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" An old man,
Page 50. Like imperial Charlemagne. During his lifetime he did not disdain, says Montesquieu, “to seal the eggs from the farm-yards of his domains, and the superfluous vegetables of his gardens; while he distributed among his people the wealth of the Lombards and the immense treasures of the Huns.'
Page 55. As Lope says.
« La cólera de un Español sentado no se templa, si no le representan en dos horas hasta el final juicio desde el Génesis."
Lope de Vega.
Page 57. Abernuncio Satanas. “Digo, Sefiora, respondió Sancho, lo que tengo dicho, que de los azotes abernuncio. Abrenuncio habeis de decir, Sancho, y no como decis, dijo el Duque.”-Don Quixote, Part ii., c. xxxv.
Page 63. Pray Carillo. The allusion here is to a Spanish epigram.
“Siempre, Fray Carrillo, estás
cansándonos acá fuera ;
Bohl de Faber. Floresta, No. 611.
Page 63. Padre Francisco. This is from an Italian popular song.
" Padre Francesco,
Padre Francesco !'
• V'è una bella ragazzina
Che si vuole confessar!'
Kopisch. Volksthümliche Poesien aus allen Mundarten
Italiens und seiner Inseln, p. 194.
Page 64. Ave! cujus calcem clare. From a monkish hymn of the twelfth century, in Sir Alexander Croke's Essay on the Origin, Progress, and Decline of Rhyming Latin Verse, p. 109.
Page 70. Count of the Calés. The Gipsies call themselves Calés. See Borrow's valuable and extremely interesting work, The Zincali; or, an Account of the Gipsies in Spain. London, 1841.
Page 72. Asks if his money-bags would rise. “Y volviéndome á un lado, ví á un Avariento, que estaba preguntando á otro, (que por haber sido embalsamado, y estar léxos sus tripas, no hablaba porque no habian llegado si habian de resucitar aquel dia todos los enterrados,) si resucitarian unos bolsones suyos ?”—El Sueño de las Calaveras.
Page 73. The river of his thoughts. This expression is from Dante :
« Si che chiaro
Byron has likewise used the expression; though I do not recollect in which of his poems. [The Dream.-EDITOR.]
Page 74. Mari Franca. “Porque casó Mari-Franca
cuatro leguas de Salamanca."
Page 74. Ay, soft, emerald eyes. The Spaniards, with good reason, consider this colour of the eye as beautiful, and celebrate it in song; as, for example, in the well-known Villancico :
“ Ay ojuelos verdes,
Bohl de Faber. Floresta, No. 255. Dante speaks of Beatrice's eyes as emeralds. Purgatorio, xxxi. 116. Lami says, in his Annotazioni, “Erano i suoi occhi d' un turchino verdiccio, simile a quel del mare."
Page 75. The Avenging Child.
Page 75. All are sleeping. From the Spanish. Böhl's Floresta, No. 282.
Page 84. Good Night ! From the Spanish ; as are likewise the songs immediately following, and that which commences the first scene of Act III.
Page 94. The evil eye. “In the Gitano language, casting the evil eye is called Querelar Nasula, which simply means making sick, and which, according to the common superstition, is accomplished by casting an evil look at people, especially children, who, from the tenderness of their constitution, are supposed to be more easily blighted than those of a more mature age. After receiving the evil glance, they fall sick, and die in a few hours.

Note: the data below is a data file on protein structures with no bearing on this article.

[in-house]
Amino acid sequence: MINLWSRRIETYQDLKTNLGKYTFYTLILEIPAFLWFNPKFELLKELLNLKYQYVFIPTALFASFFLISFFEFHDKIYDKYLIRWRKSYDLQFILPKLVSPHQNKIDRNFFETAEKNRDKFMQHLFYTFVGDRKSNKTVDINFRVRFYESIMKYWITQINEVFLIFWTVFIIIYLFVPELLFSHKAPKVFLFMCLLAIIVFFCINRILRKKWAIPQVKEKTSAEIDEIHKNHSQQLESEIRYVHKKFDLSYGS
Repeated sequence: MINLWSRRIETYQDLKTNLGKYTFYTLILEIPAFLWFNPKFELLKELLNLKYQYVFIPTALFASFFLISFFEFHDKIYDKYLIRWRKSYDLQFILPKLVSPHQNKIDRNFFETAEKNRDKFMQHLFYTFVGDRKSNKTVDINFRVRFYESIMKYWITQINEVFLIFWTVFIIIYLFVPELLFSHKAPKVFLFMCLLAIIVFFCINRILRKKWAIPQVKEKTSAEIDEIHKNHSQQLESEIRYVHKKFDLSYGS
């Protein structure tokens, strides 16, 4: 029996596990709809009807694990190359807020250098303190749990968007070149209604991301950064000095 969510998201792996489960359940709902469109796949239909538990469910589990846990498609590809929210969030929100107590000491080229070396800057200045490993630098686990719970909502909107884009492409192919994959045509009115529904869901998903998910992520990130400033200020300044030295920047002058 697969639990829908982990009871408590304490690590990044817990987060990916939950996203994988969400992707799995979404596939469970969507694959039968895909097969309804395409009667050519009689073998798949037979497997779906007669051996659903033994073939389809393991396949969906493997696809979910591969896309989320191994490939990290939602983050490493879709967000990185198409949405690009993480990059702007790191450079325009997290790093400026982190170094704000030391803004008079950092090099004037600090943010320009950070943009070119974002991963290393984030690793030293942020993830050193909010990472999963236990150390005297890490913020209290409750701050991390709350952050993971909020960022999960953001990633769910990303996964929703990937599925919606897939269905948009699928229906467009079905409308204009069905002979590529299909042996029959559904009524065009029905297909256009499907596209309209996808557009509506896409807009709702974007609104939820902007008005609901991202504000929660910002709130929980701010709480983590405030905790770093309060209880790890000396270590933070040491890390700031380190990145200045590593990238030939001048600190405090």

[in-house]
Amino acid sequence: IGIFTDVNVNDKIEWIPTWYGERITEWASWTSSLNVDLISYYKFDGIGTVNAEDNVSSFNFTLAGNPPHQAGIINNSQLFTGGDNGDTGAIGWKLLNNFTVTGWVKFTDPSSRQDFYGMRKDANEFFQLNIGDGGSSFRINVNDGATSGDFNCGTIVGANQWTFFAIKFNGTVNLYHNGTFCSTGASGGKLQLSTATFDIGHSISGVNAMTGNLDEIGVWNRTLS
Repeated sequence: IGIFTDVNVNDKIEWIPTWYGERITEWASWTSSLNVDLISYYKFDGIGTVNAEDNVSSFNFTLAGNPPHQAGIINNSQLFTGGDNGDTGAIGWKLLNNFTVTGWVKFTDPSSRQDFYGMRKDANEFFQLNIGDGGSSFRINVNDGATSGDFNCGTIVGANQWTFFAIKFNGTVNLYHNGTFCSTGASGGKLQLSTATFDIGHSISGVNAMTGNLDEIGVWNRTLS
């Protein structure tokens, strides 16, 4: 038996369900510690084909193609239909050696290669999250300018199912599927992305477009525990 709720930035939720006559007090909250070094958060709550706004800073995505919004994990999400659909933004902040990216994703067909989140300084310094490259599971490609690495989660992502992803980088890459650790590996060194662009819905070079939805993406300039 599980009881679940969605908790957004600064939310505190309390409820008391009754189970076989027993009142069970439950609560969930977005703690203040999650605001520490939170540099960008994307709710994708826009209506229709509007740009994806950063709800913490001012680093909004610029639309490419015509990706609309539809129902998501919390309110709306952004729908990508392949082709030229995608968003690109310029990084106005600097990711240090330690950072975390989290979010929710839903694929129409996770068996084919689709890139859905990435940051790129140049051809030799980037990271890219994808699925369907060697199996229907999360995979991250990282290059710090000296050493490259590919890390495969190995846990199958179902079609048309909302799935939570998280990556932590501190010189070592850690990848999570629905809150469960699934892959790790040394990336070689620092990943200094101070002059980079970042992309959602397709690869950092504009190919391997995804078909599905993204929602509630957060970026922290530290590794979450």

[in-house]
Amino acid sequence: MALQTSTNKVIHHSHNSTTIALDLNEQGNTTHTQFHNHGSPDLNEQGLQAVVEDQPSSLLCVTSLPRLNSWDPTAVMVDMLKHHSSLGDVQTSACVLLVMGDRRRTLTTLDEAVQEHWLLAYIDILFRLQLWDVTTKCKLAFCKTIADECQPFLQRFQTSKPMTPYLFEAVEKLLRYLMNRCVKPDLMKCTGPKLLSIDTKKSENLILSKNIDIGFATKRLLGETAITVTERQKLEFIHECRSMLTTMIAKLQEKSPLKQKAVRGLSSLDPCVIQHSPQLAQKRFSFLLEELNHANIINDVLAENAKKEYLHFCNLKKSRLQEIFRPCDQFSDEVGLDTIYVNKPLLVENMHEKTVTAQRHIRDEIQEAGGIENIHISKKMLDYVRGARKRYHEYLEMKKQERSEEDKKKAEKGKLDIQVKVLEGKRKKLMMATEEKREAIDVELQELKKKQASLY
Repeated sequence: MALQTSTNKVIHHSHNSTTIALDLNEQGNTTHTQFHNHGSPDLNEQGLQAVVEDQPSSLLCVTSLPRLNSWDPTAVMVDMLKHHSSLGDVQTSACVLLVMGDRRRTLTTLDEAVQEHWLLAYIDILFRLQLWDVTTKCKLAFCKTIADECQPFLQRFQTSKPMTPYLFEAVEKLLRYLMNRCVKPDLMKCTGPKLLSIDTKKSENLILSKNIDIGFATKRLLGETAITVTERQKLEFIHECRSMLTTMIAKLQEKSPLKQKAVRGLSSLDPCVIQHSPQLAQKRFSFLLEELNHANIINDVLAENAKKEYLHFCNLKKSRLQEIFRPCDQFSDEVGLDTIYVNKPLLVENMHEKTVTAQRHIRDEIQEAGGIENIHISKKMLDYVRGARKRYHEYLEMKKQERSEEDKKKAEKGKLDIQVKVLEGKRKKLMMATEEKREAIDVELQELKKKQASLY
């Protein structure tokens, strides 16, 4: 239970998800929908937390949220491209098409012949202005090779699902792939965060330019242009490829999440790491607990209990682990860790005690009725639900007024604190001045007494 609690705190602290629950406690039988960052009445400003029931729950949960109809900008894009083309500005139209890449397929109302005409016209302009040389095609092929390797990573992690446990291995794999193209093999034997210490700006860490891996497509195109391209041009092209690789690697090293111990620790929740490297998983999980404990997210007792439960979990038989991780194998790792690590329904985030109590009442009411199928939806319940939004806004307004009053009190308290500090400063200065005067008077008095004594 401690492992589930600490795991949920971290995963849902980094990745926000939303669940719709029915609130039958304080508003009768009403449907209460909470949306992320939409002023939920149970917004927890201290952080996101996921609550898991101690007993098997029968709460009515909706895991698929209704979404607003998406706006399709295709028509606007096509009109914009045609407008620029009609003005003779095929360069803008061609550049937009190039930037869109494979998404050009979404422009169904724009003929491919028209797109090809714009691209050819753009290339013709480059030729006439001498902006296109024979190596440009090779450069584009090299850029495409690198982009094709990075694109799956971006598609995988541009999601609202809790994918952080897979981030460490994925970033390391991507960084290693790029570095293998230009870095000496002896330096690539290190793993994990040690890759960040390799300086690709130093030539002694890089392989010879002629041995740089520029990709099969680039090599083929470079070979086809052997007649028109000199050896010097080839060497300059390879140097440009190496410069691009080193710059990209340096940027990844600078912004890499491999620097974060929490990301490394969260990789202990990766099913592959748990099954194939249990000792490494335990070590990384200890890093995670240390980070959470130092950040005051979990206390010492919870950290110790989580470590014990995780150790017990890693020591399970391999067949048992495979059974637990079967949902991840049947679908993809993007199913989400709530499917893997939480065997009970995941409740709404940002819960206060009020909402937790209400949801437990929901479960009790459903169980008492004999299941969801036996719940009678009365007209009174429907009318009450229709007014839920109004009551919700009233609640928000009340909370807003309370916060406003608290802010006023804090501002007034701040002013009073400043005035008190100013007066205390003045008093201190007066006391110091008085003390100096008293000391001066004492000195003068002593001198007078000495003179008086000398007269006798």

"The Spaniards have very little to say respecting the evil eye, though the belief in it is very prevalent, especially in Andalusia, amongst the lower orders. A stag's horn is considered a good safeguard, and on that account a small horn, tipped with silver, is frequently attached to the children's necks by means of a cord braided from the hair of a black mare's tail. Should the evil glance be cast, it is imagined that the horn receives it, and instantly snaps asunder. Such horns may be purchased in some of the silversmiths' shops at Seville."-BORROW'S Zincali, vol. i. c. ix.
Page 95. On the top of a mountain I stand. This and the following scraps of song are from Borrow's Zincali: or, an Account of the Gipsies in Spain.
Page 102. If thou art sleeping, maiden.
Behold, at last,
Is swung into its place. I wish to anticipate a criticism on this passage by stating, that sometimes, though not usually, vessels are launched fully rigged and sparred. I have availed myself of the exception, as better suited to my purposes than the general rule ; but the reader will see that it is neither a blunder nor a poetic licence. On this subject a friend in Portland, Maine, writes me thus :
“In this State, and also, I am told, in New York, ships are sometimes rigged upon the stocks, in order to save time, or to make a show. There was a fine, large ship launched last summer at Ellsworth, fully rigged and sparred. Some years ago a ship was launched here, with her rigging, spars, sails, and cargo aboard. She sailed the next da" and was never heard of again. I hope this will not be the fate of your poem !”
Page 150. Sir Humphrey Gilbert. “When the wind abated and the vessels were near enough, the Admiral was seen constantly sitting in the stern, with a book in his hand. On the 9th of September he was seen for the last time, and was heard by the people of the Hind to say, “We are as near heaven by sea as by land.' In the following night the lights of the ship suddenly disappeared. The people in the other vessel kept a good look-out for him during the remainder of the voyage. On the 22nd of September they arrived, through much tempest and peril, at Falmouth. But nothing more was seen or heard of the Admiral."- BELKNAP's American Biography, i. 203.
Page 151. Count Arnaldos. See Lockhart's Spanish Ballads.
Page 161. For these bells have been anointed
And baptized with holy water ! The Consecration and Baptism of Bells is one of the most curious ceremonies of the Church in the Middle Ages. The Council of Cologne ordained as follows:
“Let the bells be blessed, as the trumpets of the Church militant, by which the people are assembled to hear the word of God; the clergy to announce his meroy by day, and his truth in their nocturnal vigils : that by their sound the faithful may be invited to prayers, and that the spirit of devotion in them may be increased. The fathers have also maintained that demons affrighted by the sound of bells calling Christians to prayers, would flee away ; and when they fled, the persons of the faithful would be secure : that the destruction of lightnings and whirlwinds would be averted, and the spirits of the storm defeated."- Edinburgh Encyclopædia, Art. Bells. See also Scheible's Kloster, vi. 776.
Page 181. It is the malediction of Eve ! “Nec esses plus quam femina, quæ nunc etiam viros transcendis, et quæ maledictionem Evæ in benedictionem vertisti Mariæ.”—Epistola Abelardi Heloissa.